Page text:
Nokia Hackathon happened over the weekend at the Startup Garage, an event that saw 74 apps being developed and pitched to judges in what was a fun event. The event which was organized by Nokia and Emobilis called for QT developers to compete for the ultimate prize which was a million Kenya Shillings. It attracted 312 applications of which 120 were shortlisted, 74 apps made it for the show. Activities of the day included coding apps in teams, publishing and user experience classes, shortlisting sessions which were several, debriefing, judges debriefing, applications presentations by demos, and finally the award ceremony.
Developers stayed the night and had a session where they were entertained by DJ Joe Mfalme of Capital Fm, to help bring in the fun at the event. There were also games, including foosball, Pool and video games. This was the environment that the developers had all through the hackathon. Late in the afternoon of Sunday, the developers got to pitch their apps, displaying what they offered to the users and the revenue model of the apps. There was only one app that was said to be free with no plans for monetizing. Judges for the hackathon were James Mwai, Mbugua Njihia, Muchiri Nyaga, Patricia Jumio and David Owino.
At the end of the shortlisting sessions by the judges, there were 13 finalists to showcase the apps, but 14 got to demo their apps. Out of the 14 that had this chance, Mike Kivuva of Skin Swap App got to win the developer competition million bob. His app gives users ability to change phone themes based on animals, they are able to change the backgrounds and also animal skins, such that an animal like a wolf can spot sheep’s clothing and vice versa. The app also gives creatives a chance to upload their animal skins and backgrounds. His revenue model is by in app purchases of animal packs and skins.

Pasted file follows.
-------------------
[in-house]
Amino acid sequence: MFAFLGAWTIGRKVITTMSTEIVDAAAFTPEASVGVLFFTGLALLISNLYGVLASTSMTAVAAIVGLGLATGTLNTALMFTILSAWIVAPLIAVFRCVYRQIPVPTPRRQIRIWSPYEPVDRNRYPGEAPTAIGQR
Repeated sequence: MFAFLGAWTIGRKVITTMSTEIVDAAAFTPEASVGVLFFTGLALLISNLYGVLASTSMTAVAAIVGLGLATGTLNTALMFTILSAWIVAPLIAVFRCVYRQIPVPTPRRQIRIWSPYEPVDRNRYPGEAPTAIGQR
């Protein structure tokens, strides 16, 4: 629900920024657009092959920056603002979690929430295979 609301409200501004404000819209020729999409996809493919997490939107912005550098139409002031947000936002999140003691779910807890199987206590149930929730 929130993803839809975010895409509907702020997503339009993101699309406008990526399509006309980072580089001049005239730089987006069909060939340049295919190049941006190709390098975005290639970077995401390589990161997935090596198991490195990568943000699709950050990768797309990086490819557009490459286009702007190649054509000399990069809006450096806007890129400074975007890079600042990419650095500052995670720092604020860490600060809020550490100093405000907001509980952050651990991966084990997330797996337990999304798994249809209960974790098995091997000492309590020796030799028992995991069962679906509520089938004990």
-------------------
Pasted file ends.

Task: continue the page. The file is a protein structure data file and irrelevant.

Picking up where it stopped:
First Runners up was Andrew Mutua with an app called Mhasibu that seeks to assist users manage their expenses, debts and give users alerts on pending bills. The 2 app won Ksh. 300,000 and the revenue model will be by a premium version of the app with more features.
Second runners up was Jotham Nguri with an app called QuickDrums. QuickDrums is an app that reminded me of the feature that was present in the Nokia 3310 that allowed one set tunes by entering music notes and playing them after playing. Difference here is that this one is a symbian app that is optimized for touch with extra features. Jotham called it a beat sequencing app to make a user have a mini-studio on the phone. QuickDrums enables one create beats and save them for music recording and Jotham took home 100,000 bob.
According to Peter Karimi, Business Development Lead at Nokia EDX, the aim of the developer competition was not to reward them with money but to make them better developers with a better understanding of developing for the user as opposed to developing what they think is best. Nokia will also work closely with the developers who publish the apps on Nokia Store to ensure they have a successful publishing and also to refine their apps in order to give them great traction.